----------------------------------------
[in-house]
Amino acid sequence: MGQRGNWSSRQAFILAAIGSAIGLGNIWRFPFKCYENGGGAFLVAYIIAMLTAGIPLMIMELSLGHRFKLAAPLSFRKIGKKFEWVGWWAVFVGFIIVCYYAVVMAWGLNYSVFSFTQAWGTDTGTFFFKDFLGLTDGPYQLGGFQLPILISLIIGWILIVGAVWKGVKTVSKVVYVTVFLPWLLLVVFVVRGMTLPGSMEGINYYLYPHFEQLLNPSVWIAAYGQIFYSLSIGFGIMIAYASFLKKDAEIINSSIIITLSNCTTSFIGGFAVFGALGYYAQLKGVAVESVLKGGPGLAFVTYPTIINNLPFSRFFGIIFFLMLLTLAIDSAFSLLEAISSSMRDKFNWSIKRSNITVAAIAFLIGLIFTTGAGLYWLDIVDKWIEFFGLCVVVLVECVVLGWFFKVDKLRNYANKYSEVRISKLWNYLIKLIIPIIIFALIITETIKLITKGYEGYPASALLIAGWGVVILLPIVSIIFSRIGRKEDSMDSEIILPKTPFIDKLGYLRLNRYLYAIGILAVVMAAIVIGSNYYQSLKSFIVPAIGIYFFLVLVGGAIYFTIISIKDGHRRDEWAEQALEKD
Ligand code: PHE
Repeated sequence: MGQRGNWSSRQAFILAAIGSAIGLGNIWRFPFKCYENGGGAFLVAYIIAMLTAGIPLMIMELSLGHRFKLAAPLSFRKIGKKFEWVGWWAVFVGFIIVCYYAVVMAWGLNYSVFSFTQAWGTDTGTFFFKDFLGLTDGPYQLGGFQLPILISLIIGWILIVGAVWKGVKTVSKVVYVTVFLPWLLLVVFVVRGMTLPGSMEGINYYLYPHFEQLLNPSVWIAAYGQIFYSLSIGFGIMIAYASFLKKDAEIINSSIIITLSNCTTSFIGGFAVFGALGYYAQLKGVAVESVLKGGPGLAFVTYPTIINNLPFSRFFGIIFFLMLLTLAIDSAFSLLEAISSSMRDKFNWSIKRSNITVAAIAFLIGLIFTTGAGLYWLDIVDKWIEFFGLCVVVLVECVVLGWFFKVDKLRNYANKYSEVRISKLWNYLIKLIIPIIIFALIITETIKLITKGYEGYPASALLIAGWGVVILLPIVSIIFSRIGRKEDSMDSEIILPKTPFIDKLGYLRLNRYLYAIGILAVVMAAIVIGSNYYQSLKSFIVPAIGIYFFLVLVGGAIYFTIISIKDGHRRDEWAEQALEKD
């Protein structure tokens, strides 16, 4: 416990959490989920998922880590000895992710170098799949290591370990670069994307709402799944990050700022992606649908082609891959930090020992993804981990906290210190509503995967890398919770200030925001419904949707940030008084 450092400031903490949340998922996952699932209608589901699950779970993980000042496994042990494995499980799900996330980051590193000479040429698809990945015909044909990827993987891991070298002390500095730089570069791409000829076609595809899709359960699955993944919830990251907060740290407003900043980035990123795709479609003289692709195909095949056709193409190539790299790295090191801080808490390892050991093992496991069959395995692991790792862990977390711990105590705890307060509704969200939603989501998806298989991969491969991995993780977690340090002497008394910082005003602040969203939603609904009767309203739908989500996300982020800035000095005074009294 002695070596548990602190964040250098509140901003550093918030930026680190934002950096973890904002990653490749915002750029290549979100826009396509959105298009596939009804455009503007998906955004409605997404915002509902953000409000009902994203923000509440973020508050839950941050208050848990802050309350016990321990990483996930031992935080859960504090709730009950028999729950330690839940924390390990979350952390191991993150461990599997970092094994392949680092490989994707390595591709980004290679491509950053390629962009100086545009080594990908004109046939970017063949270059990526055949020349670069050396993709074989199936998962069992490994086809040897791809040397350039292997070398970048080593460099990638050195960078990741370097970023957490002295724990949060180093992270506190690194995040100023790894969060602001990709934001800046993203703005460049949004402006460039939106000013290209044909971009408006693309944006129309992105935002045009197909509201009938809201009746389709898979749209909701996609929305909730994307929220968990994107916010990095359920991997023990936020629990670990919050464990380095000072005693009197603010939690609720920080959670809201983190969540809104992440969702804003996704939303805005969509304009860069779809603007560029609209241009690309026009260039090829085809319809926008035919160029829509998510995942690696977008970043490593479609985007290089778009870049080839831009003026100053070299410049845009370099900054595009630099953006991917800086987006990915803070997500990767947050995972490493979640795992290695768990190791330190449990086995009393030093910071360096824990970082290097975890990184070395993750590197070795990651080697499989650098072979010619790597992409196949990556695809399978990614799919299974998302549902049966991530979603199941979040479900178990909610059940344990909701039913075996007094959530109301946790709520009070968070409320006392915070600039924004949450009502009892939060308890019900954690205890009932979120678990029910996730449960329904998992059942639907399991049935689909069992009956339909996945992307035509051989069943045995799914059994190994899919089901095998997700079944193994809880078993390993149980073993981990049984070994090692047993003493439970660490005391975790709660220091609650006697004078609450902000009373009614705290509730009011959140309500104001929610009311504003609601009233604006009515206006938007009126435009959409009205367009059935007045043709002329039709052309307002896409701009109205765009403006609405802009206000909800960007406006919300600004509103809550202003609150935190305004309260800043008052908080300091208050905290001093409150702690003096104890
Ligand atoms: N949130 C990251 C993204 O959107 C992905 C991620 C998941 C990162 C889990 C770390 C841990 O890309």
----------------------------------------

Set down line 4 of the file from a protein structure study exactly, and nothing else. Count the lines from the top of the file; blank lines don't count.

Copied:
Repeated sequence: MGQRGNWSSRQAFILAAIGSAIGLGNIWRFPFKCYENGGGAFLVAYIIAMLTAGIPLMIMELSLGHRFKLAAPLSFRKIGKKFEWVGWWAVFVGFIIVCYYAVVMAWGLNYSVFSFTQAWGTDTGTFFFKDFLGLTDGPYQLGGFQLPILISLIIGWILIVGAVWKGVKTVSKVVYVTVFLPWLLLVVFVVRGMTLPGSMEGINYYLYPHFEQLLNPSVWIAAYGQIFYSLSIGFGIMIAYASFLKKDAEIINSSIIITLSNCTTSFIGGFAVFGALGYYAQLKGVAVESVLKGGPGLAFVTYPTIINNLPFSRFFGIIFFLMLLTLAIDSAFSLLEAISSSMRDKFNWSIKRSNITVAAIAFLIGLIFTTGAGLYWLDIVDKWIEFFGLCVVVLVECVVLGWFFKVDKLRNYANKYSEVRISKLWNYLIKLIIPIIIFALIITETIKLITKGYEGYPASALLIAGWGVVILLPIVSIIFSRIGRKEDSMDSEIILPKTPFIDKLGYLRLNRYLYAIGILAVVMAAIVIGSNYYQSLKSFIVPAIGIYFFLVLVGGAIYFTIISIKDGHRRDEWAEQALEKD